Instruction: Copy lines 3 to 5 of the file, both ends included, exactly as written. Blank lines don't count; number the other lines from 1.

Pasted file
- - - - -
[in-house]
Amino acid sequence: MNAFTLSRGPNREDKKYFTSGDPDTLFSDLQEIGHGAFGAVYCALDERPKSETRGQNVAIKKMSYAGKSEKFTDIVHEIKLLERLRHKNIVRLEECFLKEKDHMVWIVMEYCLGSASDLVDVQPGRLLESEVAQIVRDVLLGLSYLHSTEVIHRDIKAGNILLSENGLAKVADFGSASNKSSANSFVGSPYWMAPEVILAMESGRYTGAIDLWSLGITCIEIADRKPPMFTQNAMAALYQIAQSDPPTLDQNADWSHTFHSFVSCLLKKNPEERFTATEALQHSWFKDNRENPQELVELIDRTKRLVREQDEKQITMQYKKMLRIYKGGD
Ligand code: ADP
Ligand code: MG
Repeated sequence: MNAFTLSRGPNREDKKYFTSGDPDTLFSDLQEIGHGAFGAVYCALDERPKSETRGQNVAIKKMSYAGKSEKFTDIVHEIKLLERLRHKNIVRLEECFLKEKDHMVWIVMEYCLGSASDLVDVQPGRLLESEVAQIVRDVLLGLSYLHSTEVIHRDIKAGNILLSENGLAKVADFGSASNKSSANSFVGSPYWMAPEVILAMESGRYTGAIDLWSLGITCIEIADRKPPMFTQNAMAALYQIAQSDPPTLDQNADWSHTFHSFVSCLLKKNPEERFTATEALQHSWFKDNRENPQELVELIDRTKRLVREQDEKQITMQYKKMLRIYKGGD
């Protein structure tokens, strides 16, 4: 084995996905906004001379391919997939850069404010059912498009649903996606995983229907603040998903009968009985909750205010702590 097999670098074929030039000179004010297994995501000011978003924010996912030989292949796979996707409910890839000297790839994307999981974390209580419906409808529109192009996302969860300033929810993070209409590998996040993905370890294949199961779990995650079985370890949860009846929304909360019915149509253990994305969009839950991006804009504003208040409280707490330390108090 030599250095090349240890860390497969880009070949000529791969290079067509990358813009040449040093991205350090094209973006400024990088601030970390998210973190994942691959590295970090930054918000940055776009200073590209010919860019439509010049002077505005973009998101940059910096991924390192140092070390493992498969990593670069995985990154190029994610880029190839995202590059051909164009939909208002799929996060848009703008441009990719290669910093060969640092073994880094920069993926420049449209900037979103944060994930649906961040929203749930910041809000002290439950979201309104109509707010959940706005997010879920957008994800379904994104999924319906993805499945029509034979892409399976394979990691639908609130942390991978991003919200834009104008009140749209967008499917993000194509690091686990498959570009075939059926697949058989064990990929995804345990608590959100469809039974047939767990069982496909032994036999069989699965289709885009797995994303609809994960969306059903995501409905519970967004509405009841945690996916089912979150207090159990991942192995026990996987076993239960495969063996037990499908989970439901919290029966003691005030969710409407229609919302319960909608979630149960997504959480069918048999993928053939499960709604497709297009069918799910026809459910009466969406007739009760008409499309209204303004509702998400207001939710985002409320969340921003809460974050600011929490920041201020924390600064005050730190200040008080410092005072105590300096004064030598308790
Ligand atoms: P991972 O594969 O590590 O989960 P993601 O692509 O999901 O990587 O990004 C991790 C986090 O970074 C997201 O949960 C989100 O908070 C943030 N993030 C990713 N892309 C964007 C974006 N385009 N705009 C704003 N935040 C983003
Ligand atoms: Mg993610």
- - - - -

Ligand code: ADP
Ligand code: MG
Repeated sequence: MNAFTLSRGPNREDKKYFTSGDPDTLFSDLQEIGHGAFGAVYCALDERPKSETRGQNVAIKKMSYAGKSEKFTDIVHEIKLLERLRHKNIVRLEECFLKEKDHMVWIVMEYCLGSASDLVDVQPGRLLESEVAQIVRDVLLGLSYLHSTEVIHRDIKAGNILLSENGLAKVADFGSASNKSSANSFVGSPYWMAPEVILAMESGRYTGAIDLWSLGITCIEIADRKPPMFTQNAMAALYQIAQSDPPTLDQNADWSHTFHSFVSCLLKKNPEERFTATEALQHSWFKDNRENPQELVELIDRTKRLVREQDEKQITMQYKKMLRIYKGGD